A Case for Cursive: Why Penmanship Still Matters
At the conclusion of one of my recent writing presentations, an audience member spoke up to encourage everyone who doesn’t type to handprint rather than use cursive penmanship.
She had handwritten an entire book of her memories for her grandchildren — in cursive — and they can’t read it.
They aren’t tiny tots who haven’t learned to read yet or are simply beginning writers. No, they are twenty-somethings who were never taught cursive in school.
Her point is valid, yet I find it disturbing and depressing that we should forego cursive altogether.
Just think of all the history that might be lost if the general public can’t read cursive in the future. Letters, ledgers, books, journals, certificates and countless other forms of documentation that have been written in script might simply be placed in the trash or filed away, rarely to see the light of day.
Beauty and Personality
While it’s true that cursive has evolved over time to become less flowery and fluid (you’ll understand what I mean if you ever try to read an early-nineteenth century document, as I have as a volunteer transcriber with the Smithsonian Transcription Project), it nevertheless remains an elegant form of artistic expression and a representation of an individual’s personality.
The National Pen Company conducted a study on approximately 5,000 personality traits linked to handwriting and created an interesting infographic that highlights some of those findings.
For example, if you angle your letters to the right, you like to try new things and meet new people. If you write with small letters, you are “shy or withdrawn, studious, concentrated and meticulous.”
Everything from how you dot your “i” and cross your “t” to your letter spacing — and more — is representative of a character trait.
According to an article on Business Insider, “Graphology, the science of analyzing handwriting for personality traits, has been around since the days of Aristotle. Today, it’s used for a variety of purposes, from criminal investigations to understanding your health. Some employers even use handwriting analysis to screen potential employees for compatibility.”
Academic Performance and Reading Abilities
In my research for this article, I came across many studies and statistics about the importance and benefits of cursive as it relates to academic performance.
For example, the National Handwriting Association (UK) claims that “[L]egible writing that can be produced comfortably, at speed and with little conscious effort allows a child to attend to the higher-level aspects of writing composition and content…Without fast and legible handwriting, students may miss out on learning opportunities and under-achieve academically.
A New York Times article, partially based on a study that followed children in grades two through five, stated that “When the children composed text by hand, they not only consistently produced more words more quickly than they did on a keyboard, but expressed more ideas.”
This same article goes on to argue that the benefits of using cursive extend well into our adulthood, especially in the workforce:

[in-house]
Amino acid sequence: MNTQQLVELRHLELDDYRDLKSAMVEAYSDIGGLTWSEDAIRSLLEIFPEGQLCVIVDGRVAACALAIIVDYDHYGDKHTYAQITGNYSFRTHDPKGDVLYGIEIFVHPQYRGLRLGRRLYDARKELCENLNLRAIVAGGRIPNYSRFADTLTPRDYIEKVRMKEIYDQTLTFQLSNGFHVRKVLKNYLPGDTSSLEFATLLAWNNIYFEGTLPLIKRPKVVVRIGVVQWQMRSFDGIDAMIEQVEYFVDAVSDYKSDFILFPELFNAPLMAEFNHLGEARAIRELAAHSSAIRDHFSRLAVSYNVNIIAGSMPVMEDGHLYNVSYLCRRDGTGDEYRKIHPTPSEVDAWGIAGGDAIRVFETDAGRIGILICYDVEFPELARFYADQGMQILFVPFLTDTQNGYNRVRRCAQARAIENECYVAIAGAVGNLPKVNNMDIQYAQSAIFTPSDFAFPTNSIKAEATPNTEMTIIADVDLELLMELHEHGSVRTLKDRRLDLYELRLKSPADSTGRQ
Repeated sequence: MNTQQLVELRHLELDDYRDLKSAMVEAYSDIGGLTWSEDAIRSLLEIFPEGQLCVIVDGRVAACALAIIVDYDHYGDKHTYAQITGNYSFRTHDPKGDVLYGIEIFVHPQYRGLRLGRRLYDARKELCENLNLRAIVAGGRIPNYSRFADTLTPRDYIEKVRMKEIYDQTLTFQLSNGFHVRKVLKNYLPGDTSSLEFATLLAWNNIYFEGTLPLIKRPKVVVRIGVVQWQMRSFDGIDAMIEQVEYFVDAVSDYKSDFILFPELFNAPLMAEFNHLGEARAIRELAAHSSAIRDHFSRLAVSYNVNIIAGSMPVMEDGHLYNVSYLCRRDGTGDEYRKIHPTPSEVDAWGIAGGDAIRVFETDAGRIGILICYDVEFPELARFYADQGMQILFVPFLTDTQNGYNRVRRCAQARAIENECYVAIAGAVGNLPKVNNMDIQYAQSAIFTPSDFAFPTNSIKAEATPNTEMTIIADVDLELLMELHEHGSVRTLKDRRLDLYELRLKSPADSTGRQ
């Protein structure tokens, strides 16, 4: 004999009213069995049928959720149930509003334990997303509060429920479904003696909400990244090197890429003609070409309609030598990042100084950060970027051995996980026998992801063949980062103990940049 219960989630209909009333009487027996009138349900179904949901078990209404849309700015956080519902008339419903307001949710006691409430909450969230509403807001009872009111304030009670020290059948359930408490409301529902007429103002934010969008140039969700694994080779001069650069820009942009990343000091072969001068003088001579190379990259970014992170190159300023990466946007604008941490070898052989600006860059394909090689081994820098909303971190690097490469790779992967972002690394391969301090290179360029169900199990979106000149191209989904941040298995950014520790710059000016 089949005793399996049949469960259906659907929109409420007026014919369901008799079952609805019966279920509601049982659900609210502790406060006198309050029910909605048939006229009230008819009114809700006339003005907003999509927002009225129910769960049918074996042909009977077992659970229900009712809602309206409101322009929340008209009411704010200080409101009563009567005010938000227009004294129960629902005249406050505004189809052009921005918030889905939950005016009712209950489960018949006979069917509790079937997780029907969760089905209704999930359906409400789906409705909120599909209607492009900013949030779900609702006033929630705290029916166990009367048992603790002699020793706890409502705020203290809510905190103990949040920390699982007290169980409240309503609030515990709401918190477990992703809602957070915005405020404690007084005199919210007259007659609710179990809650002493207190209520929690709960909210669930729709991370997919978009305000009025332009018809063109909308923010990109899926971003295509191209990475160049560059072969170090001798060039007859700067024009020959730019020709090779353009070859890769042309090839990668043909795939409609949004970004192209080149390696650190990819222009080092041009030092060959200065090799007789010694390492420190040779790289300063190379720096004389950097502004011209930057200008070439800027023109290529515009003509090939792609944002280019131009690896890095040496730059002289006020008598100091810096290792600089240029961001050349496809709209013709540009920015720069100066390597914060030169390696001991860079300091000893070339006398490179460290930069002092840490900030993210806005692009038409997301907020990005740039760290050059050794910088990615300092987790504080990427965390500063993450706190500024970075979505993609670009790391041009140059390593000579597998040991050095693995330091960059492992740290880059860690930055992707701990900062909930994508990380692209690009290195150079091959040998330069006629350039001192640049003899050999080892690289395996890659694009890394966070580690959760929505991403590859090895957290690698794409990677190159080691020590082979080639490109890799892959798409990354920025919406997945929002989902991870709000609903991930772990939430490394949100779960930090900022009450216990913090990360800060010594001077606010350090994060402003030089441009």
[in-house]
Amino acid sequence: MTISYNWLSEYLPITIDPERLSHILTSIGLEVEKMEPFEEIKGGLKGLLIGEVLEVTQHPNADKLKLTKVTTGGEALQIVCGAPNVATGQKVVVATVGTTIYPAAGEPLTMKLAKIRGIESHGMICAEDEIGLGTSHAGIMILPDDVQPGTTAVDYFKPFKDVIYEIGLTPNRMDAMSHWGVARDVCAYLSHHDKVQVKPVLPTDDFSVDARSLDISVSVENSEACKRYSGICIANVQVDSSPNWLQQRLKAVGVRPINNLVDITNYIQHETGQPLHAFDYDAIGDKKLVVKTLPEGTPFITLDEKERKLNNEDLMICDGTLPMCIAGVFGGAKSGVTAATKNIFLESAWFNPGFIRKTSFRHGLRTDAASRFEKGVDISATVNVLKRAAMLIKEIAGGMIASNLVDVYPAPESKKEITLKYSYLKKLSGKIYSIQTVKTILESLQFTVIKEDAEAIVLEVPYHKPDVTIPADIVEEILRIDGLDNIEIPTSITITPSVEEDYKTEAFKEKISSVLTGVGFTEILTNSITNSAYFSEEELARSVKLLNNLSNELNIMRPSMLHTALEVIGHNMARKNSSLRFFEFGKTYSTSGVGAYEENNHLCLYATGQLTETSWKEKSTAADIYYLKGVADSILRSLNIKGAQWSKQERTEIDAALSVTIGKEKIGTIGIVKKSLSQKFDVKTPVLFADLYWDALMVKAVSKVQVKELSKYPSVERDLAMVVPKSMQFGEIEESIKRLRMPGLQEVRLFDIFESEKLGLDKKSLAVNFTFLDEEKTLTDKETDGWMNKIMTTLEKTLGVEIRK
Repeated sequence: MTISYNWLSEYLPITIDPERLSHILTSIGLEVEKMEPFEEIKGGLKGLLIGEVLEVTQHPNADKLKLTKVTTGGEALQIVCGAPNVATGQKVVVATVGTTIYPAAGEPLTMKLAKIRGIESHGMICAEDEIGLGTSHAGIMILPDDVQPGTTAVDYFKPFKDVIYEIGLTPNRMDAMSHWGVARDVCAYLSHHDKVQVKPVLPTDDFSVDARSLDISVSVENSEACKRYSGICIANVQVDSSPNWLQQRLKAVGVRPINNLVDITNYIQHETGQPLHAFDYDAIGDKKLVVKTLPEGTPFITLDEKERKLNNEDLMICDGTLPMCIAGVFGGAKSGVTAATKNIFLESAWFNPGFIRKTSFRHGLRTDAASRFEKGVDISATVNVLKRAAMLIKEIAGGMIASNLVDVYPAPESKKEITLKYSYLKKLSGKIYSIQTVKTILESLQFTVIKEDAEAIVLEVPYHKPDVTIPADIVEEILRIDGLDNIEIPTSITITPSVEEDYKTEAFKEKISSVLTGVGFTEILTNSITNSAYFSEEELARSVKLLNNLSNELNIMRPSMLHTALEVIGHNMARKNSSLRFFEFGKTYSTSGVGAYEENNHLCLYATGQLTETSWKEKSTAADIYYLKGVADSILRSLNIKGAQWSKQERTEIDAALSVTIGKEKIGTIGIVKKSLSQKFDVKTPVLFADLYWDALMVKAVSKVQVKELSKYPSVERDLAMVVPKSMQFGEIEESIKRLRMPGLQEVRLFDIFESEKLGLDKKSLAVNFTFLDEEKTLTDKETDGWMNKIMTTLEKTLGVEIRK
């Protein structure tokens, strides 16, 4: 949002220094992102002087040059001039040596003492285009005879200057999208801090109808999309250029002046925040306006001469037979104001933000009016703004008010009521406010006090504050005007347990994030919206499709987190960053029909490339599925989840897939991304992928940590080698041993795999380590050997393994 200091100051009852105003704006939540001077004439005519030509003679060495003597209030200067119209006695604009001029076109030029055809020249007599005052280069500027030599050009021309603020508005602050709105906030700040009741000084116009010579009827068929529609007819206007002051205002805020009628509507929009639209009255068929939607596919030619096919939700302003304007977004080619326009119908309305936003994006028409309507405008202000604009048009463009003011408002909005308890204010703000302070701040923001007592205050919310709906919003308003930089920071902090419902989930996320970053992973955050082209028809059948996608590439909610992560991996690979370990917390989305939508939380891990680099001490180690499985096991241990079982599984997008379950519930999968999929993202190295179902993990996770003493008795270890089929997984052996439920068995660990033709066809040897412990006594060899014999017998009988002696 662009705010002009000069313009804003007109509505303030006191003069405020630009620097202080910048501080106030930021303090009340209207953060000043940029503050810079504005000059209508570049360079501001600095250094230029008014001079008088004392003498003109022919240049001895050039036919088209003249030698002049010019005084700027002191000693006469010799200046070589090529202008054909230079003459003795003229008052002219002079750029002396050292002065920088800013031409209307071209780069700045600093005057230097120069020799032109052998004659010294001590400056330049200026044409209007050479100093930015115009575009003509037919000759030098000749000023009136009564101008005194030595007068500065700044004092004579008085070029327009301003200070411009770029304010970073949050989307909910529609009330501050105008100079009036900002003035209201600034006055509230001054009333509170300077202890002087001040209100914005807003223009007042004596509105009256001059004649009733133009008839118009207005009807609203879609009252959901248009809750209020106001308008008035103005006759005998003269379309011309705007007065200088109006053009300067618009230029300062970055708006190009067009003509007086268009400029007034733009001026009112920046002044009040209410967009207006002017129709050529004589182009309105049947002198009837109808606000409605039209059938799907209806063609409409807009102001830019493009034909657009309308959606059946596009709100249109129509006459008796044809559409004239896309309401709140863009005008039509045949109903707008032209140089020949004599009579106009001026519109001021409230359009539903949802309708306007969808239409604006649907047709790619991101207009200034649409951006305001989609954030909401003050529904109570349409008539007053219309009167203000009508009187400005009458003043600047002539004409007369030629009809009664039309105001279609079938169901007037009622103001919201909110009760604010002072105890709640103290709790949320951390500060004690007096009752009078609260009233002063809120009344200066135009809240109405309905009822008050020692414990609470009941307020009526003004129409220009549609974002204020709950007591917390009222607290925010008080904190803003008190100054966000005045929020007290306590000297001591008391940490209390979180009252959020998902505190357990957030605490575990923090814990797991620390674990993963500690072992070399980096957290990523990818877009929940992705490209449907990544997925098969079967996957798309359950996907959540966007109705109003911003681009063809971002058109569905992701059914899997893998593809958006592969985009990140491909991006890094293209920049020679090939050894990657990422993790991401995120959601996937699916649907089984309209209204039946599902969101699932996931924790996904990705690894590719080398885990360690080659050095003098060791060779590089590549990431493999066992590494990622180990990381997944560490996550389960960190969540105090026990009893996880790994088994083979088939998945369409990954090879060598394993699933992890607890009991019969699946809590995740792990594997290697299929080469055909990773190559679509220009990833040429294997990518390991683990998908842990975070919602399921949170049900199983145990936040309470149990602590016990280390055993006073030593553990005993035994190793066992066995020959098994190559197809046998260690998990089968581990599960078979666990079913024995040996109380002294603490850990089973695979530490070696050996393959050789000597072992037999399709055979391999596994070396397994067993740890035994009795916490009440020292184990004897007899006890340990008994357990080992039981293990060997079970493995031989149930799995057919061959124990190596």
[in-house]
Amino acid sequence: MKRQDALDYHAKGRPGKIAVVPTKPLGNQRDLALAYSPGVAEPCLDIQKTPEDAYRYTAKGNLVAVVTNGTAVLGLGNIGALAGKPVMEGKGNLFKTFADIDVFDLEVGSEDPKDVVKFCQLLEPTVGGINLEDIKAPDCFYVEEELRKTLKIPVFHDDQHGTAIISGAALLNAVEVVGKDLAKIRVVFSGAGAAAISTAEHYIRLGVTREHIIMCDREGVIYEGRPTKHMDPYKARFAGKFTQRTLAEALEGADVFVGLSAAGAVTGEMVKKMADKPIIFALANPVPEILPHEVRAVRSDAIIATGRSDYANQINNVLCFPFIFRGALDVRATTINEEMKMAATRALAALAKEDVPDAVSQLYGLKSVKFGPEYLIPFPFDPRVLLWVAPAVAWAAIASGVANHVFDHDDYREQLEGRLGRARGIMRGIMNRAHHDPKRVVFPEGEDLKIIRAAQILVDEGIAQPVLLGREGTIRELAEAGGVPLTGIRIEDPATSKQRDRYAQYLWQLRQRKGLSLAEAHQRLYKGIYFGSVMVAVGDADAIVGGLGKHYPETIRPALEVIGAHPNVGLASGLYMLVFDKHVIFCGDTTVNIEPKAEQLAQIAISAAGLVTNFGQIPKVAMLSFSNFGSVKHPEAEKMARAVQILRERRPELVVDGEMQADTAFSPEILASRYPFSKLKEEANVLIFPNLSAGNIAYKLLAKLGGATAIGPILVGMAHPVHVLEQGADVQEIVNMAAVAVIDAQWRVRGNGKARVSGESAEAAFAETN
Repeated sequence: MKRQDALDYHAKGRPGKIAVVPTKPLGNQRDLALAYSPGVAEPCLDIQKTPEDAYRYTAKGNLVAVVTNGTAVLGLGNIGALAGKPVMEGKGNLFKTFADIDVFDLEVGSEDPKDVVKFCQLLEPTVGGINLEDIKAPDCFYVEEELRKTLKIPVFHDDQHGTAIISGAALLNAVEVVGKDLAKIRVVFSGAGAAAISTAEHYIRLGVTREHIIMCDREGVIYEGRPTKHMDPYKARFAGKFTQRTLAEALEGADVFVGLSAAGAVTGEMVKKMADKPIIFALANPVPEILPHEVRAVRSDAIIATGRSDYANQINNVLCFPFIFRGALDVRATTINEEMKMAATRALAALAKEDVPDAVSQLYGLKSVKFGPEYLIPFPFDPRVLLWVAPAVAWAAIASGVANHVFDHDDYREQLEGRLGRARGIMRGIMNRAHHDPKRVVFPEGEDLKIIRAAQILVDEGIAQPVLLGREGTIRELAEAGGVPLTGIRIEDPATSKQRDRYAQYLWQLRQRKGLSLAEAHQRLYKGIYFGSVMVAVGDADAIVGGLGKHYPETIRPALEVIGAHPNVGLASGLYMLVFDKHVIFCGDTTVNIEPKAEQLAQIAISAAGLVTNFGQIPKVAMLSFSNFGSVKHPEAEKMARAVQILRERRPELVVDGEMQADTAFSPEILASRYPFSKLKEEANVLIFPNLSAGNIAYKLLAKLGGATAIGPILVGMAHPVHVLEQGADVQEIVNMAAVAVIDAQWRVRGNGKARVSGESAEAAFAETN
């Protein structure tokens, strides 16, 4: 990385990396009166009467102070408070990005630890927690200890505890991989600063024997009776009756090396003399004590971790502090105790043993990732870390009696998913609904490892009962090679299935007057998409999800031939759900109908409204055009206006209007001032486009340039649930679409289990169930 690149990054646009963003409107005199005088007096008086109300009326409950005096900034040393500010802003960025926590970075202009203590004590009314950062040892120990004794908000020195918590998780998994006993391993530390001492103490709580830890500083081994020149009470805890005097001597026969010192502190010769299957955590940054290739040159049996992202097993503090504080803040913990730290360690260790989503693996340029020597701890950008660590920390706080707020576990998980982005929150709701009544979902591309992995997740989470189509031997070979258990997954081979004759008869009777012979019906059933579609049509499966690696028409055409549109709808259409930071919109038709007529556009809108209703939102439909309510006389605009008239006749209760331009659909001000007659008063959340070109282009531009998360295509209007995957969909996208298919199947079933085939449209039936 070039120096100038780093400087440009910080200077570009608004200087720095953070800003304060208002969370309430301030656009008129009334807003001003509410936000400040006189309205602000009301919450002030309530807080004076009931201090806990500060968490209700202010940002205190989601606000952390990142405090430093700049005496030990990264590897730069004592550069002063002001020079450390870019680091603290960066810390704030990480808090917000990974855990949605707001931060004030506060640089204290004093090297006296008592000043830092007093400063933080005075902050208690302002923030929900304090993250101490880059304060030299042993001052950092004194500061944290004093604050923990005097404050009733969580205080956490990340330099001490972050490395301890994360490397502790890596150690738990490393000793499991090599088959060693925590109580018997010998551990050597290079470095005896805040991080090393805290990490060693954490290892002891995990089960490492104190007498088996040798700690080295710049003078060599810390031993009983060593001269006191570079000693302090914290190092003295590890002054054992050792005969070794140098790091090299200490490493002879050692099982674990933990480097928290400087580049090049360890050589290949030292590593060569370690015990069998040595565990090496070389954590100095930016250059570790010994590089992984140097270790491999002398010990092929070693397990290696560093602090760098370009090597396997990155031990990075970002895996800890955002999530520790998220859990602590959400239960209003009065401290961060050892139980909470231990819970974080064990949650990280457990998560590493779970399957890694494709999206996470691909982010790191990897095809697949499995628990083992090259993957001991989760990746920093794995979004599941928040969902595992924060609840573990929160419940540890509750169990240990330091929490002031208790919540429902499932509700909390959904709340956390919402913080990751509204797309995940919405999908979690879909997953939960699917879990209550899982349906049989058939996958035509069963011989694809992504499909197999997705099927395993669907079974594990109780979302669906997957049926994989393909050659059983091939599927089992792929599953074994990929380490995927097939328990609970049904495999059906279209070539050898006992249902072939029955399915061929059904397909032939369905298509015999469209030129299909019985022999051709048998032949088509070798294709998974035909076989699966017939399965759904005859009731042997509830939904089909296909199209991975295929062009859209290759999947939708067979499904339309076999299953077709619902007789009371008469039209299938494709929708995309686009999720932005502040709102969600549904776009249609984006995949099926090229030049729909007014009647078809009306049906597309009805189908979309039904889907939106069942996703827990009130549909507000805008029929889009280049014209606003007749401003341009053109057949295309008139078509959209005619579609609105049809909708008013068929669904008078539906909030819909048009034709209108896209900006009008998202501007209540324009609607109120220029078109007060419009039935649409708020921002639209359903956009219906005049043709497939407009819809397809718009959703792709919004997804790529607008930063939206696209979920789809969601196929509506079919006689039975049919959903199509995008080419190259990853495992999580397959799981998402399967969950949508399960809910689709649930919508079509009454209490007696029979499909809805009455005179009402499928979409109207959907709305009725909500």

“For adults, typing may be a fast and efficient alternative to longhand, but that very efficiency may diminish our ability to process new information. Not only do we learn letters better when we commit them to memory through writing, memory and learning ability in general may benefit.”
But perhaps one of the most important and exciting benefits of penmanship is that combining it with basic print may improve overall reading abilities.
“[S]ome individuals who are unable to process print can still read cursive, and vice versa — suggesting that the two writing modes activate separate brain networks and engage more cognitive resources than would be the case with a single approach…and some researchers argue that it may even be a path to treating dyslexia” (New York Times, “What’s Lost as Handwriting Fades”).
Steps You Can Take
In this technologically driven world, it’s not surprising that there are programs available with handwriting recognition capability. As the UK’s National Handwriting Association states, “It seems that even in this modern age, handwriting remains an important skill for communication.”
Nevertheless, I believe that it’s also important for individuals to learn the traditional pen-and-paper method.
One of the first steps is to discover if your child or grandchild will be taught cursive handwriting in school. Where I live, it’s optional and up to each individual teacher, but the required coursework must be taught first, leaving little extra time to introduce the concept.
But as we all know, it takes much longer than fifteen minutes a day for a couple of weeks to learn and become comfortable and proficient at both writing and reading cursive.
If your children or grandchildren aren’t being immersed in cursive in school, consider teaching them yourself. Here are a few resources to help you:
· Pinterest tips for teaching handwriting
· The Guardian article, “How to teach…handwriting” (great tips for adults to improve their own handwriting, too!)
Remember, every effort you take to teach cursive will have long-lasting, beneficial returns.
What do you think of cursive handwriting…and do you use it?